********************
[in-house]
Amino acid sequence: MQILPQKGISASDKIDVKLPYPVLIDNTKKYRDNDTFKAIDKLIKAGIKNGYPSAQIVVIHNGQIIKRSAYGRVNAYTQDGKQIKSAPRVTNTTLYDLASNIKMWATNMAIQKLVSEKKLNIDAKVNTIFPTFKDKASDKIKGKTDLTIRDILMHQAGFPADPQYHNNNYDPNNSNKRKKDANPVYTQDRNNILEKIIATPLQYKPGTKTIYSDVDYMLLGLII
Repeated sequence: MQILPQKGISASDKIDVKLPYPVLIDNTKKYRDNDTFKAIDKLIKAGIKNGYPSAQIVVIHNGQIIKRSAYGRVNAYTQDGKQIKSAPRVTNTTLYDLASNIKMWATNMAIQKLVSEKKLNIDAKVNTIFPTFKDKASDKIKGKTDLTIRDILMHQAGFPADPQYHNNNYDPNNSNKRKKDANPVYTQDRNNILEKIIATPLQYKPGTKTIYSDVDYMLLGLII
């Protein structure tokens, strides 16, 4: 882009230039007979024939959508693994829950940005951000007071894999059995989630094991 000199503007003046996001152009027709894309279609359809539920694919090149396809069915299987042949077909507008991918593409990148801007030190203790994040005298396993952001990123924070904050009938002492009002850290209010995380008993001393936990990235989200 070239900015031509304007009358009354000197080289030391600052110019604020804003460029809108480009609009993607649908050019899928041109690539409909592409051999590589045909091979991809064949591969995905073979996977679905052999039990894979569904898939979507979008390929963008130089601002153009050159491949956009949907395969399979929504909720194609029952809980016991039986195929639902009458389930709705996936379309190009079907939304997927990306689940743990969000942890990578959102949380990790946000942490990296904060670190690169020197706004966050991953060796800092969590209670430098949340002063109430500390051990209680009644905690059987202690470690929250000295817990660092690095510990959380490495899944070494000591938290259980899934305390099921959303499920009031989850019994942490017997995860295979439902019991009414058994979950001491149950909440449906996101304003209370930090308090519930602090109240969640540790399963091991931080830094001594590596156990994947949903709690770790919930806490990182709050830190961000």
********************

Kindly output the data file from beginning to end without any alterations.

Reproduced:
[in-house]
Amino acid sequence: MQILPQKGISASDKIDVKLPYPVLIDNTKKYRDNDTFKAIDKLIKAGIKNGYPSAQIVVIHNGQIIKRSAYGRVNAYTQDGKQIKSAPRVTNTTLYDLASNIKMWATNMAIQKLVSEKKLNIDAKVNTIFPTFKDKASDKIKGKTDLTIRDILMHQAGFPADPQYHNNNYDPNNSNKRKKDANPVYTQDRNNILEKIIATPLQYKPGTKTIYSDVDYMLLGLII
Repeated sequence: MQILPQKGISASDKIDVKLPYPVLIDNTKKYRDNDTFKAIDKLIKAGIKNGYPSAQIVVIHNGQIIKRSAYGRVNAYTQDGKQIKSAPRVTNTTLYDLASNIKMWATNMAIQKLVSEKKLNIDAKVNTIFPTFKDKASDKIKGKTDLTIRDILMHQAGFPADPQYHNNNYDPNNSNKRKKDANPVYTQDRNNILEKIIATPLQYKPGTKTIYSDVDYMLLGLII
């Protein structure tokens, strides 16, 4: 882009230039007979024939959508693994829950940005951000007071894999059995989630094991 000199503007003046996001152009027709894309279609359809539920694919090149396809069915299987042949077909507008991918593409990148801007030190203790994040005298396993952001990123924070904050009938002492009002850290209010995380008993001393936990990235989200 070239900015031509304007009358009354000197080289030391600052110019604020804003460029809108480009609009993607649908050019899928041109690539409909592409051999590589045909091979991809064949591969995905073979996977679905052999039990894979569904898939979507979008390929963008130089601002153009050159491949956009949907395969399979929504909720194609029952809980016991039986195929639902009458389930709705996936379309190009079907939304997927990306689940743990969000942890990578959102949380990790946000942490990296904060670190690169020197706004966050991953060796800092969590209670430098949340002063109430500390051990209680009644905690059987202690470690929250000295817990660092690095510990959380490495899944070494000591938290259980899934305390099921959303499920009031989850019994942490017997995860295979439902019991009414058994979950001491149950909440449906996101304003209370930090308090519930602090109240969640540790399963091991931080830094001594590596156990994947949903709690770790919930806490990182709050830190961000």